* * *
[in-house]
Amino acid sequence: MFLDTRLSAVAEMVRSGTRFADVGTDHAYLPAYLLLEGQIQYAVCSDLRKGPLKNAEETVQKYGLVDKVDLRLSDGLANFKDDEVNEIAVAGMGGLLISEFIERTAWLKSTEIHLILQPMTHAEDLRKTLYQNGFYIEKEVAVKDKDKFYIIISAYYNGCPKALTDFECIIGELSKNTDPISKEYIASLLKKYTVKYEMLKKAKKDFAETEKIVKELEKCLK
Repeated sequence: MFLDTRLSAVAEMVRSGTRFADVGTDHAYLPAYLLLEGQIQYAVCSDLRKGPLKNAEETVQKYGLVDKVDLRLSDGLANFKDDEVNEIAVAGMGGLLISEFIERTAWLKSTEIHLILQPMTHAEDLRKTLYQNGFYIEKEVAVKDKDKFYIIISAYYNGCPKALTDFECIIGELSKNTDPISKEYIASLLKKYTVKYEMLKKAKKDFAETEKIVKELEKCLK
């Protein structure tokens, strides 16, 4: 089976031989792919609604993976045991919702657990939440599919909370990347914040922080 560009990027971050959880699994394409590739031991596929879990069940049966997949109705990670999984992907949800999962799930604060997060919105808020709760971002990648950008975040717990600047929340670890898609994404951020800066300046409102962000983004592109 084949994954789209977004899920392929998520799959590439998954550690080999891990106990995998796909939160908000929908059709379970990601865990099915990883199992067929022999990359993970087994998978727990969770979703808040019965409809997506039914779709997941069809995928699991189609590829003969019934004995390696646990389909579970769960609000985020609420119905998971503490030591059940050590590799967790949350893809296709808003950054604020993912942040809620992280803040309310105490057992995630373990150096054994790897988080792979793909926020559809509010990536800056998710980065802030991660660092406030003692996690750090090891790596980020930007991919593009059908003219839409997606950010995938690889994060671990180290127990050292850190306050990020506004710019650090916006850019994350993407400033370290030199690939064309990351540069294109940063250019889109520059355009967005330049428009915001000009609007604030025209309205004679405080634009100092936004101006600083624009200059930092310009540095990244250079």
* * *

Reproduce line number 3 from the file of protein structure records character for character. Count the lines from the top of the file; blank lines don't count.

Repeated sequence: MFLDTRLSAVAEMVRSGTRFADVGTDHAYLPAYLLLEGQIQYAVCSDLRKGPLKNAEETVQKYGLVDKVDLRLSDGLANFKDDEVNEIAVAGMGGLLISEFIERTAWLKSTEIHLILQPMTHAEDLRKTLYQNGFYIEKEVAVKDKDKFYIIISAYYNGCPKALTDFECIIGELSKNTDPISKEYIASLLKKYTVKYEMLKKAKKDFAETEKIVKELEKCLK